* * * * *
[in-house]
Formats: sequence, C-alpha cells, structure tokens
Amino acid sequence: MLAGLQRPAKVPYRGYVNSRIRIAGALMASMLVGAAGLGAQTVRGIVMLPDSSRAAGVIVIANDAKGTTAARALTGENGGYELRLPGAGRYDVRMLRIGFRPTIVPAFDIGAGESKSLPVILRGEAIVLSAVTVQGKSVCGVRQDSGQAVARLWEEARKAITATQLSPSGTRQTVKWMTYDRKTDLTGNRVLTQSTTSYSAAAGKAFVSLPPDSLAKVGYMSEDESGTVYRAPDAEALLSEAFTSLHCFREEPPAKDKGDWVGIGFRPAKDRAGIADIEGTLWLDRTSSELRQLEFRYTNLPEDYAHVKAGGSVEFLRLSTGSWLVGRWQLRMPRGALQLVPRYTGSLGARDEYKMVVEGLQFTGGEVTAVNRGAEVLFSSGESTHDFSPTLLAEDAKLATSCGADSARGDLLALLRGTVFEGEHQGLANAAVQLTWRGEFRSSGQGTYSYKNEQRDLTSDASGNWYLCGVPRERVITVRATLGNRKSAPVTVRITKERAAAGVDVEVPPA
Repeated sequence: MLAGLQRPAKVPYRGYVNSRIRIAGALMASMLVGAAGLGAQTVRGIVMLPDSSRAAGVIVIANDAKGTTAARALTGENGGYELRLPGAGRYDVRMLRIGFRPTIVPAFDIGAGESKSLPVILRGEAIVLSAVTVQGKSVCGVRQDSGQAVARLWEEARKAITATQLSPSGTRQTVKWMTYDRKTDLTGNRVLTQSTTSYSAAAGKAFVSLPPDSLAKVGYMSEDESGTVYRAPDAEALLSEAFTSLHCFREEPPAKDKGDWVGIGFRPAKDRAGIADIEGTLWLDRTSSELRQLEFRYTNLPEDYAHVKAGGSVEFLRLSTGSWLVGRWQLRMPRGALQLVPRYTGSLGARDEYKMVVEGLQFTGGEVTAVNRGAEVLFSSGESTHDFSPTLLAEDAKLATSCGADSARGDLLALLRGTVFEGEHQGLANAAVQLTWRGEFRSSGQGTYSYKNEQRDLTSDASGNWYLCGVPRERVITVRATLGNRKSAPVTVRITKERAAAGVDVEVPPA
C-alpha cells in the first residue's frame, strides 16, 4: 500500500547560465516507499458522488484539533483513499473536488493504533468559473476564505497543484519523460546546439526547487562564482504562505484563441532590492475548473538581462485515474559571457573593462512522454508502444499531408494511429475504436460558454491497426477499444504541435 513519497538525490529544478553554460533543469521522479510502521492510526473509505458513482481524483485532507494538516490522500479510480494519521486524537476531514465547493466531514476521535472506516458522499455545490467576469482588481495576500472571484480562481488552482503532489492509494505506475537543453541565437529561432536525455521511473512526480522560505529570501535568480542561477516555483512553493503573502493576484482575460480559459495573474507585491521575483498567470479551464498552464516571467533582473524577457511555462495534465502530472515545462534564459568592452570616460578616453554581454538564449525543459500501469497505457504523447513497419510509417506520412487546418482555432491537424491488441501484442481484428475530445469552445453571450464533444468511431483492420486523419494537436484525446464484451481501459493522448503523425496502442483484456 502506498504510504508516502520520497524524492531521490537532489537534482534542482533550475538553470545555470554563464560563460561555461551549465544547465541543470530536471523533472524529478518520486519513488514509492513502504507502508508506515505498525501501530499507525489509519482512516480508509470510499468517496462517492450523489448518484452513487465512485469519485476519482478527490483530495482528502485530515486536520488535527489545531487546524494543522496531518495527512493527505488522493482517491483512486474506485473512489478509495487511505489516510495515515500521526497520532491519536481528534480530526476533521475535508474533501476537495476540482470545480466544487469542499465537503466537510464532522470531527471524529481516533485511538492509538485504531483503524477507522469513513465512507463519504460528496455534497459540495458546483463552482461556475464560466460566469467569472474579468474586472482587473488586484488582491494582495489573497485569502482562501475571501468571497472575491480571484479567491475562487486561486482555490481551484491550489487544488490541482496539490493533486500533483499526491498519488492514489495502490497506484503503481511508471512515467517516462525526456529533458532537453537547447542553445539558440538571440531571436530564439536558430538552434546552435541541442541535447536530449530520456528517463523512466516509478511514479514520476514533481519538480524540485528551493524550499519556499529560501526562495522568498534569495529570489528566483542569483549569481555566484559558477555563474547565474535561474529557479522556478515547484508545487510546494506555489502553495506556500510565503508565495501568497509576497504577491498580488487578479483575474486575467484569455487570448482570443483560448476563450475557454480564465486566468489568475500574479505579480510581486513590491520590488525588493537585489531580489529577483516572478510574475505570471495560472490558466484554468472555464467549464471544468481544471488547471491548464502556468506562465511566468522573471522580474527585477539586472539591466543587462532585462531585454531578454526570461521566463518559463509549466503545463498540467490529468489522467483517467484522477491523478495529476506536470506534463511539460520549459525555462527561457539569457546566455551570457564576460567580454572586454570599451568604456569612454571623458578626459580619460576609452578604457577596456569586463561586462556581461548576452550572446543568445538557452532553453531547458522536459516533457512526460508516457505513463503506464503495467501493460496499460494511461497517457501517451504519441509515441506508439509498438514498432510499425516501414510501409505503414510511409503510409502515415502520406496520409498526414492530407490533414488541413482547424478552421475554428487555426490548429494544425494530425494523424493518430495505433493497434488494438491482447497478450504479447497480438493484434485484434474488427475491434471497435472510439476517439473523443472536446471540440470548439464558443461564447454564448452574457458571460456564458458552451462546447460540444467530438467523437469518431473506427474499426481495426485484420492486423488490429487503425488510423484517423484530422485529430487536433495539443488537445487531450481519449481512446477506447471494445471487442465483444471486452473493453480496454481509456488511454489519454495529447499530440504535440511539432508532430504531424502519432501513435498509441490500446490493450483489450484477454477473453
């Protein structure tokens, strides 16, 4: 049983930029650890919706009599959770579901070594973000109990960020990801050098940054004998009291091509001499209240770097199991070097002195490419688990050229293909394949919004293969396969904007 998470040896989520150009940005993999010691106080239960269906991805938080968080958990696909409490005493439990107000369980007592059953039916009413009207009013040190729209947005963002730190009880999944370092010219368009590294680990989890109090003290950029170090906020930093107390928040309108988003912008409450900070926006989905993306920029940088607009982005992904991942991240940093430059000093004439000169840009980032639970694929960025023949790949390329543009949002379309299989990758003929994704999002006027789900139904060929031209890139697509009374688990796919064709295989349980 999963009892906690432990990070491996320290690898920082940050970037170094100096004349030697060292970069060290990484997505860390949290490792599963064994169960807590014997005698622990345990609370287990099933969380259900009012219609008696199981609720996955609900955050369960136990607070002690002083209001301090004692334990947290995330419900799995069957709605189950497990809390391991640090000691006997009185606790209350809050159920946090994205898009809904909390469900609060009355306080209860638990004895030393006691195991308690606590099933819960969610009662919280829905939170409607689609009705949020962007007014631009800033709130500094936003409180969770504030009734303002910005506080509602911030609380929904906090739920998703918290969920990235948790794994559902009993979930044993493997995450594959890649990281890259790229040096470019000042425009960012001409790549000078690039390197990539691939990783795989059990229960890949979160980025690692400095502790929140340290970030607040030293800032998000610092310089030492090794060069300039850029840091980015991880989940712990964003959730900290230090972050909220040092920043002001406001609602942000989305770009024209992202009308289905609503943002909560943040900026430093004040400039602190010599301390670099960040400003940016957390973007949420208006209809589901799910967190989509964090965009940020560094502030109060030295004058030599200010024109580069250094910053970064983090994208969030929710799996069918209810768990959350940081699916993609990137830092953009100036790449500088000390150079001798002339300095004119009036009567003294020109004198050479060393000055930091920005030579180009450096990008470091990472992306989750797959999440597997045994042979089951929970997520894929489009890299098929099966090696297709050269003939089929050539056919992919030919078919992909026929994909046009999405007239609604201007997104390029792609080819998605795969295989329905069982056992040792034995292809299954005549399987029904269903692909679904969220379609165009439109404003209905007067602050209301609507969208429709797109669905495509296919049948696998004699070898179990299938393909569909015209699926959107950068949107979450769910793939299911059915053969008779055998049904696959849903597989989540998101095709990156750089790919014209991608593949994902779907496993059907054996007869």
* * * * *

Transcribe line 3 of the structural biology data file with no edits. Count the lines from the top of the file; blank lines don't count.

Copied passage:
Amino acid sequence: MLAGLQRPAKVPYRGYVNSRIRIAGALMASMLVGAAGLGAQTVRGIVMLPDSSRAAGVIVIANDAKGTTAARALTGENGGYELRLPGAGRYDVRMLRIGFRPTIVPAFDIGAGESKSLPVILRGEAIVLSAVTVQGKSVCGVRQDSGQAVARLWEEARKAITATQLSPSGTRQTVKWMTYDRKTDLTGNRVLTQSTTSYSAAAGKAFVSLPPDSLAKVGYMSEDESGTVYRAPDAEALLSEAFTSLHCFREEPPAKDKGDWVGIGFRPAKDRAGIADIEGTLWLDRTSSELRQLEFRYTNLPEDYAHVKAGGSVEFLRLSTGSWLVGRWQLRMPRGALQLVPRYTGSLGARDEYKMVVEGLQFTGGEVTAVNRGAEVLFSSGESTHDFSPTLLAEDAKLATSCGADSARGDLLALLRGTVFEGEHQGLANAAVQLTWRGEFRSSGQGTYSYKNEQRDLTSDASGNWYLCGVPRERVITVRATLGNRKSAPVTVRITKERAAAGVDVEVPPA